How to Recover from Phenibut Tolerance and How to Prevent It
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What is "Withdrawal" in general?
Withdrawal is when your body becomes so acoustomed to a drug or substance that suddenly taking away and stopping it's use causes physical symptoms and reactions.
How phenibut withdrawal happens
Phenibut withdrawal occurs as a result of its users developing tolerance to its effects.
Tolerance demands an increase in the dosage to attain the desired effects of the drug.
The use of the drug over an extended period increases the risk of the drug's adverse effects.
Once an individual develops tolerance, stopping the drug use becomes a problem, and withdrawal symptoms can be severe in such cases.
The mechanism of action of this drug in the body system makes it difficult for individuals to stop using it just once.
Due to its resemblance to the chemical structure of gamma-aminobutyric acid neurotransmitter, phenibut binds to GABA receptors that are located in the brain.
As a result, it produces sedating effects.
The Symptoms of Phenibut Withdrawal
Provided below are some of the physical symptoms that one is likely to encounter after stopping the use of phenibut.
However, the severity of these symptoms may vary from one person to another.
Some people may present with severe withdrawal symptoms while others may barely notice any sign.
Most people who discontinue phenibut encounter uncontrollable tremors and shakes of the body.
Individuals who notice that their bodies feel shaky and they cannot be still can conclude that they are experiencing phenibut withdrawal symptom.
Tremors can be controlled by conducting a slower taper.
The symptoms worsen when the tapering process is conducted too quickly.
Extreme cases of phenibut withdrawal symptoms can present with nausea and vomiting.
According to the experts, one is likely to vomit if they tapered down the drug too quickly.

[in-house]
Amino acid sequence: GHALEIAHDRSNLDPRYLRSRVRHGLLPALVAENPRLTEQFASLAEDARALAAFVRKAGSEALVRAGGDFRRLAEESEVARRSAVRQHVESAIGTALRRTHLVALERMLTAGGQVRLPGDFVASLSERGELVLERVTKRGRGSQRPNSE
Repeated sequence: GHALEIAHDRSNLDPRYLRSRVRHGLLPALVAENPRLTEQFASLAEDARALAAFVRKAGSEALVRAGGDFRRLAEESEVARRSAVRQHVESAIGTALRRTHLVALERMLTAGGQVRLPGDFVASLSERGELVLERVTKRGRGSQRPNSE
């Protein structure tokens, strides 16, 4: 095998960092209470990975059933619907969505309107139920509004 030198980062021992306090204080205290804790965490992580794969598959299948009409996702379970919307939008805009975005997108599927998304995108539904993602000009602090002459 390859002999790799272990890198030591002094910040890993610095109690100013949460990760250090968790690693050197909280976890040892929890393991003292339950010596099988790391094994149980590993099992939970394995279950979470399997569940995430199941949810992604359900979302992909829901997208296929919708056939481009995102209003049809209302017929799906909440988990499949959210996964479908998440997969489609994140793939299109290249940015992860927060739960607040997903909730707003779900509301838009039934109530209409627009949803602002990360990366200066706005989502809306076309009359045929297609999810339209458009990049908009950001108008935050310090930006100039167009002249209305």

The problem can be avoided by tapering phenibut at a slower rate.
Decrease in appetite
Individuals discontinuing phenibut are likely to encounter a decrease in their appetite.
The loss of appetite may be as a result of alterations in the GABAergic transmission.
The changes caused by the drug in the GABA receptors stimulate the release of stress and anxiety signals in the brain.
Some people actually use phenibut as a weight-loss aid because it naturally suppresses the appetite.
A person discontinuing phenibut may appear uneasy and weak during the first week of drug discontinuation.
Restless results from the decline in GABA transmission and also a surge in the person’s anxiety and physiological arousal.
Since phenibut is used to help get a deeper, quality sleep, it only makes sense that you would have trouble falling asleep once you stop relying on Phenibut.
Other withdrawal symptoms may include:
- sleep disorders
- a decrease in pain threshold
- and paranoia
How to cure phenibut withdrawal symptoms
Gradual tapering of the drug during its discontinuation is one of the sure ways of controlling the withdrawal symptoms.
Tapering involves reducing an individual's dosage by ten percent after every two to four weeks.
Severe withdrawal symptoms will be experienced when a person reduces the dose quickly.
Slow tapering of the dosage enables the brain to adjust to changes in neurotransmission over time.
Cognitive behavioral therapy is another way of curing the symptoms.
The treatment aims at supporting the attitude of abstinence by focusing on the thought processes and stress management skills of the user.
The therapy enables the individual to concentrate on sobriety without having to worry about the withdrawal symptoms.
Another remedy involves treatment for the underlying condition. Antianxiety and antidepressants can be helpful for those people who are diagnosed with the co-occurring disorders.